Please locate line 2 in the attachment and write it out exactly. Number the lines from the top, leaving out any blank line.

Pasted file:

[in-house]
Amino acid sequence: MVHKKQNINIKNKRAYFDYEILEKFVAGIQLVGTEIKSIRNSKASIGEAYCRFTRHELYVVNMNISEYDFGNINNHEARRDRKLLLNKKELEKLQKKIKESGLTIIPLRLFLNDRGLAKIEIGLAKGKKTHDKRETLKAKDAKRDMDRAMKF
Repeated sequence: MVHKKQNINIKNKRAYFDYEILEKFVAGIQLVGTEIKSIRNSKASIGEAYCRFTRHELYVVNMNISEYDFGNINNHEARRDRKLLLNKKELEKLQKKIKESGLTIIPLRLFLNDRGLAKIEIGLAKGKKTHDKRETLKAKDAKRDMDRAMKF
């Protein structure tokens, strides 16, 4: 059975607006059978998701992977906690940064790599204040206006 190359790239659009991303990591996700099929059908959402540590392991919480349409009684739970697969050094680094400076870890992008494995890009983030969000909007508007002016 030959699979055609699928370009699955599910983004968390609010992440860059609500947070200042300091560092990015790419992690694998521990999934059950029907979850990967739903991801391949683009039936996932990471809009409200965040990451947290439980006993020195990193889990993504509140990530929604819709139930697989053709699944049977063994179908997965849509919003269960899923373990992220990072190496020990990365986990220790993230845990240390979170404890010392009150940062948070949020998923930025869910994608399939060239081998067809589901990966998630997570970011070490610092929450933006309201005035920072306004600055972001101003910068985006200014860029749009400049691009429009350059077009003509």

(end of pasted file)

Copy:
Amino acid sequence: MVHKKQNINIKNKRAYFDYEILEKFVAGIQLVGTEIKSIRNSKASIGEAYCRFTRHELYVVNMNISEYDFGNINNHEARRDRKLLLNKKELEKLQKKIKESGLTIIPLRLFLNDRGLAKIEIGLAKGKKTHDKRETLKAKDAKRDMDRAMKF